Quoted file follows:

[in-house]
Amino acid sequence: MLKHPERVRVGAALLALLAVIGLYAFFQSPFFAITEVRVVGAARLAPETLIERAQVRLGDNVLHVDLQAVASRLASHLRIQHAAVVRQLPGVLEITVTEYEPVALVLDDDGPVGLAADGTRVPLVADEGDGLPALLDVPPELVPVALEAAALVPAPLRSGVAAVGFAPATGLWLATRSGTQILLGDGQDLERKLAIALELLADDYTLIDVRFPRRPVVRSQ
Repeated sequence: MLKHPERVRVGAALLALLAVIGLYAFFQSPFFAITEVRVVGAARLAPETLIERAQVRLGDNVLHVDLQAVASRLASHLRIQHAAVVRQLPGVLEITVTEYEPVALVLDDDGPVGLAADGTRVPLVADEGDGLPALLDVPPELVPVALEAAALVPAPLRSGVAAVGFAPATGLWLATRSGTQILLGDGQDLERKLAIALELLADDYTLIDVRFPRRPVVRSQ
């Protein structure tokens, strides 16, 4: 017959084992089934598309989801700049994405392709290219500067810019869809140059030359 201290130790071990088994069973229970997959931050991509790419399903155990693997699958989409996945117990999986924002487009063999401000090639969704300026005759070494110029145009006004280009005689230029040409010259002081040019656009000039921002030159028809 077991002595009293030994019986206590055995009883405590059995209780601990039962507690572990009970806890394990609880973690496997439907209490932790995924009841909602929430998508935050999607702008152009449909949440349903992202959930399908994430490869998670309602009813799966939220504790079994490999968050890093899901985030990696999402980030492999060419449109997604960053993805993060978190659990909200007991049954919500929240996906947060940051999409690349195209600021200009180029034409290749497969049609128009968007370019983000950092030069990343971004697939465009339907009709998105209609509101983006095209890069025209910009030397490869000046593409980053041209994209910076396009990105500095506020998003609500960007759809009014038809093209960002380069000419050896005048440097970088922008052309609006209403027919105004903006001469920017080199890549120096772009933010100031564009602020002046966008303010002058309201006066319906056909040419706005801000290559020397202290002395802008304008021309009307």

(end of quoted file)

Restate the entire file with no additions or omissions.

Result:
[in-house]
Amino acid sequence: MLKHPERVRVGAALLALLAVIGLYAFFQSPFFAITEVRVVGAARLAPETLIERAQVRLGDNVLHVDLQAVASRLASHLRIQHAAVVRQLPGVLEITVTEYEPVALVLDDDGPVGLAADGTRVPLVADEGDGLPALLDVPPELVPVALEAAALVPAPLRSGVAAVGFAPATGLWLATRSGTQILLGDGQDLERKLAIALELLADDYTLIDVRFPRRPVVRSQ
Repeated sequence: MLKHPERVRVGAALLALLAVIGLYAFFQSPFFAITEVRVVGAARLAPETLIERAQVRLGDNVLHVDLQAVASRLASHLRIQHAAVVRQLPGVLEITVTEYEPVALVLDDDGPVGLAADGTRVPLVADEGDGLPALLDVPPELVPVALEAAALVPAPLRSGVAAVGFAPATGLWLATRSGTQILLGDGQDLERKLAIALELLADDYTLIDVRFPRRPVVRSQ
């Protein structure tokens, strides 16, 4: 017959084992089934598309989801700049994405392709290219500067810019869809140059030359 201290130790071990088994069973229970997959931050991509790419399903155990693997699958989409996945117990999986924002487009063999401000090639969704300026005759070494110029145009006004280009005689230029040409010259002081040019656009000039921002030159028809 077991002595009293030994019986206590055995009883405590059995209780601990039962507690572990009970806890394990609880973690496997439907209490932790995924009841909602929430998508935050999607702008152009449909949440349903992202959930399908994430490869998670309602009813799966939220504790079994490999968050890093899901985030990696999402980030492999060419449109997604960053993805993060978190659990909200007991049954919500929240996906947060940051999409690349195209600021200009180029034409290749497969049609128009968007370019983000950092030069990343971004697939465009339907009709998105209609509101983006095209890069025209910009030397490869000046593409980053041209994209910076396009990105500095506020998003609500960007759809009014038809093209960002380069000419050896005048440097970088922008052309609006209403027919105004903006001469920017080199890549120096772009933010100031564009602020002046966008303010002058309201006066319906056909040419706005801000290559020397202290002395802008304008021309009307």